• Once off the traveled roadway, gradually apply the parking brake until the vehicle stops. If that brake has also failed, direct the car onto a soft shoulder or rub the wheel against a curb, which will help you to slow down. Get the car off the roadway and to a safe place to avoid stopping traffic or being involved in a rear-end collision.
  • When safely off the road, put out flares, warning flags, or reflective triangles beside and behind your vehicle to alert other drivers; keep your emergency flashers going.
  • You will need professional assistance. Raise your hood and tie something white to the radio antenna or hang it out the window so police officers or tow truck operators will know you need help. Don't stand behind or next to your vehicle; if possible, stay away from the vehicle and wait for help to arrive.
  • All interstate highways and major roads are patrolled regularly. Also, some highways have special "call-for-help" phones and, of course, if you have a CB radio or cellular mobile phone you can call from your vehicle.
  • It is inadvisable to walk on an interstate. However, if you can see a source of help and are able to reach it on foot, try the direct approach by walking but keep as far from traffic as possible.
  • A final caution: Do not be tempted to drive your vehicle, no matter how slowly, without brakes! Call for help to get your disabled vehicle towed and then have the brakes repaired by a qualified mechanic.

What to Do If You Become Stranded in Freezing Conditions
  • Do not leave your car unless you know exactly where you are, how far it is to possible help, and are certain you will improve your situation.
  • To attract attention, light two flares and place one at each end of the car a safe distance away. Hang a brightly colored cloth from your antenna.
  • If you are sure the car's exhaust pipe is not blocked, run the engine and heater for about 10 minutes every hour or so depending upon the amount of gas in the tank.
  • To protect yourself from frostbite and hypothermia, use the woolen items, blanket, newspapers, and large bags to keep warm.
  • Keep at least one window open slightly. Heavy snow and ice can seal a car shut.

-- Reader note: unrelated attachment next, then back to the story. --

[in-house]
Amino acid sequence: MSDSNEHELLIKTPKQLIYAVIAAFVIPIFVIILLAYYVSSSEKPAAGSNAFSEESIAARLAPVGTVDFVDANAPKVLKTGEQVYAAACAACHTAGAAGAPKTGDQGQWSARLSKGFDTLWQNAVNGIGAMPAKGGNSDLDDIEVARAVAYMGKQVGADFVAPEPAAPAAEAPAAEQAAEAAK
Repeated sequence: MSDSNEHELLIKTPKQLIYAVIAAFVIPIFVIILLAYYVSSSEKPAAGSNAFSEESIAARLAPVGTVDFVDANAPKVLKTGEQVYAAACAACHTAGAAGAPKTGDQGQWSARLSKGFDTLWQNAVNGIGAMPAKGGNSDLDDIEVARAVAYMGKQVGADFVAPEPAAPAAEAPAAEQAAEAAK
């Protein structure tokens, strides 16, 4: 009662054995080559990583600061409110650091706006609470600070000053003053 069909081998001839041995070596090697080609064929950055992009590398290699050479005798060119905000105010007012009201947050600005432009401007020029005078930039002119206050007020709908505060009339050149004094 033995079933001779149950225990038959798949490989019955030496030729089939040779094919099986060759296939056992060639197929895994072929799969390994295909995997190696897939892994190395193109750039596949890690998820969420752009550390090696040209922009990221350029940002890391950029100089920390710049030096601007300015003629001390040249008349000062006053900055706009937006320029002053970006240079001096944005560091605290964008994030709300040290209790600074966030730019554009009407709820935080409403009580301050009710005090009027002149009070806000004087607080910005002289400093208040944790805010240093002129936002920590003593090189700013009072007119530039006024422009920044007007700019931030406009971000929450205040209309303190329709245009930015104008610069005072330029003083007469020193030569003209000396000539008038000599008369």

• Eat a hard candy to keep your mouth moist.

What To Do If Your Car Breaks Down on the Highway
  • At the first sign of car trouble, gently and smoothly take your foot off the accelerator. Do not brake hard or suddenly.
  • Carefully work your vehicle toward the breakdown lane or the side of the road. If you are on an interstate, try to reach an exit. Signal your intentions to drivers behind you. If it is necessary to change lanes, watch your mirrors and the traffic around you closely.
  • Once off the road, make your car visible. Put flares, warning flags, or reflectorized triangles behind your vehicle to alert other drivers; use your emergency flashers. If it is dark, turn on the interior dome light.
  • When you have a flat tire, be certain that you can change it safely without being close to traffic. If that is possible, change the tire as you normally would. Remember, safety must take precedence over your schedule or whatever other concerns you may have.
  • However, when the car is beyond repair, it is best to get professional help. Do not try to flag down other vehicles.
  • Raise your hood and tie something white to the radio antenna or hang it out a window so police officers or tow truck operators will know help is needed. Don't stand behind or next to your vehicle. If the car is in the roadway, stand away from the vehicle and wait for help to arrive.
  • If your car is safely out of traffic, wait inside the vehicle with the doors locked. If someone stops and offers to help, open the window slightly and ask them to call the police.
  • Watch for a uniformed police officer or other emergency personnel. All interstate highways and major roads are patrolled regularly. Also, some highways have special "call-for-help" phones.
  • It is inadvisable to walk on an interstate, especially during inclement weather. However, if you can reach a source of help on foot, without jeopardizing your physical or personal safety, try the direct approach by walking. Keep as far from traffic as possible and walk on the right side of the roadway. Never attempt to cross a multi-lane, high-speed roadway.